Walking 10,000 steps a day can lower the risk of heart disease and early death even if people spend most of their day sitting down, research suggests.

Previously, experts have found that people who spend a lot of time sitting while awake, including at their desks or watching TV, are more likely to suffer an early death and develop heart disease.

It wasn’t clear if walking could offset the effects of sitting down for most of the day, until now.

A new study, published in the British Journal of Sports Medicine, found that every extra step above 2,200 steps per day (up to around 10,000) reduces these risks, regardless of how much of the remaining time is spent sitting.

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Walking daily can lower the risk of heart disease and early death

The lowest risk of early death was among people who took 9,000 to 10,500 steps per day, the experts found.

When it came to avoiding stroke and heart attack, the lowest risks were in people taking around 9,700 steps a day.

Experts led by the University of Sydney used UK Biobank data from 72,174 people who were aged around 61 to complete the study.

Each participant wore an accelerometer device on their wrist for seven days to measure exercise levels.

Over almost seven years of follow-up, 1,633 deaths were recorded and 6,190 cardiovascular events happened such as a heart attack or stroke.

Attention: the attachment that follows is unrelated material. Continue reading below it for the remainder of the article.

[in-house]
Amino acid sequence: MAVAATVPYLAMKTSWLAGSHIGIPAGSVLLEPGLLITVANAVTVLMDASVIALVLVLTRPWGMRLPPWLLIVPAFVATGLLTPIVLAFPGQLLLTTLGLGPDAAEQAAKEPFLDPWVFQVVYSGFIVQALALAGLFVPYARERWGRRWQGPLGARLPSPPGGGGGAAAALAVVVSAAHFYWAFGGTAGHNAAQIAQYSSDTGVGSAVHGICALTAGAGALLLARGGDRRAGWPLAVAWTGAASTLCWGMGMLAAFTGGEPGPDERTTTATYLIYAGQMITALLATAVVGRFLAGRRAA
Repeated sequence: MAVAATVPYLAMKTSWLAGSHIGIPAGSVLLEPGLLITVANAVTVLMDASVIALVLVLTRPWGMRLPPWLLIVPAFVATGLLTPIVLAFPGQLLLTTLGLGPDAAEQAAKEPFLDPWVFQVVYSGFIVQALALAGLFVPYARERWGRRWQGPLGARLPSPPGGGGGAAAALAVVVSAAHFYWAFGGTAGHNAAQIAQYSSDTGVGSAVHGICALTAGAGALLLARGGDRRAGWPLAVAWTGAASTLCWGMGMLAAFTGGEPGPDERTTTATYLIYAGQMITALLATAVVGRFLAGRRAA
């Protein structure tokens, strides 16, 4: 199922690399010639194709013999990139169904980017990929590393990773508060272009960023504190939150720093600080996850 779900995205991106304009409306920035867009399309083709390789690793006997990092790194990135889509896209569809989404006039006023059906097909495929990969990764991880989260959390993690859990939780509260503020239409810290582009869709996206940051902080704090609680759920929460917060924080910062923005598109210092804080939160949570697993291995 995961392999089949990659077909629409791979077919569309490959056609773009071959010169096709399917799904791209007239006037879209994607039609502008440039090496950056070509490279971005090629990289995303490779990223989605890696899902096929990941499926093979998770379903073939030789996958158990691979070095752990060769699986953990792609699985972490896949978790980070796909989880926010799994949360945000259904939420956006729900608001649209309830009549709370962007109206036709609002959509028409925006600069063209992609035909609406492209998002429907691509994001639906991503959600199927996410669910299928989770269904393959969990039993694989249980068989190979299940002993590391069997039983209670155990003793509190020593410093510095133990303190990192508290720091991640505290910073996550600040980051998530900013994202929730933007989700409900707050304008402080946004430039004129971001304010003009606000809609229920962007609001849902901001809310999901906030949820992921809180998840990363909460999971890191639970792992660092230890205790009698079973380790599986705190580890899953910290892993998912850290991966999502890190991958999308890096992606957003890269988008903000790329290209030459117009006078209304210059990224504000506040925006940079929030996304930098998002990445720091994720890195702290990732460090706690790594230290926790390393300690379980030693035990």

Any amount of daily steps above 2,200 per day were linked to lower death and heart disease regardless of time spent being sedentary but the benefits increased the more steps people took, the results showed.

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Overall, taking 9,000 to 10,500 steps per day decreases the risk of early death by 39% and the risk of a heart attack or stroke by 21%.

In both cases, 50% of the benefit was achieved at between 4,000 and 4,500 steps per day.

A second study, published in the Journal of Neurology, Neurosurgery and Psychiatry, found even low levels of exercise can help cut the risk of stroke.

These researchers, including from Imperial College London NHS Healthcare Trust, said: “People should be encouraged to be physically active even at the lowest levels.”

Julie Ward, senior cardiac nurse at the British Heart Foundation, said of the studies: “We know that daily physical activity is essential to help maintain a healthy lifestyle and reduce your risk of developing heart conditions and your risk of stroke.

“These hopeful new studies show us that every single step towards making it to 10,000 steps a day counts to reducing risk of death and heart disease. Even low levels of activity can reduce the risk of stroke.

“We encourage everyone to stay active for their heart and circulatory health by doing 150 minutes of moderate exercise a week.

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“This can be any activity that fits into your lifestyle, such as taking regular walking breaks away from your computer screen, going to the gym, enjoying exercise classes, or even getting off the bus one stop earlier to get more steps in.

“For more information on staying active, visit our website or speak to your GP on what level of exercise works for you.”

Matt Lambert, health information and promotion manager at the World Cancer Research Fund, said the study showed the “more active we are, the more we can reduce the risk of common diseases such as cancer and heart disease”.

He added: “What is particularly reassuring in this study, is that for those people with busy lives who find the 10,000 steps figure unobtainable, a significant health benefit was seen in those doing between 4,000 and 5,000 steps a day.”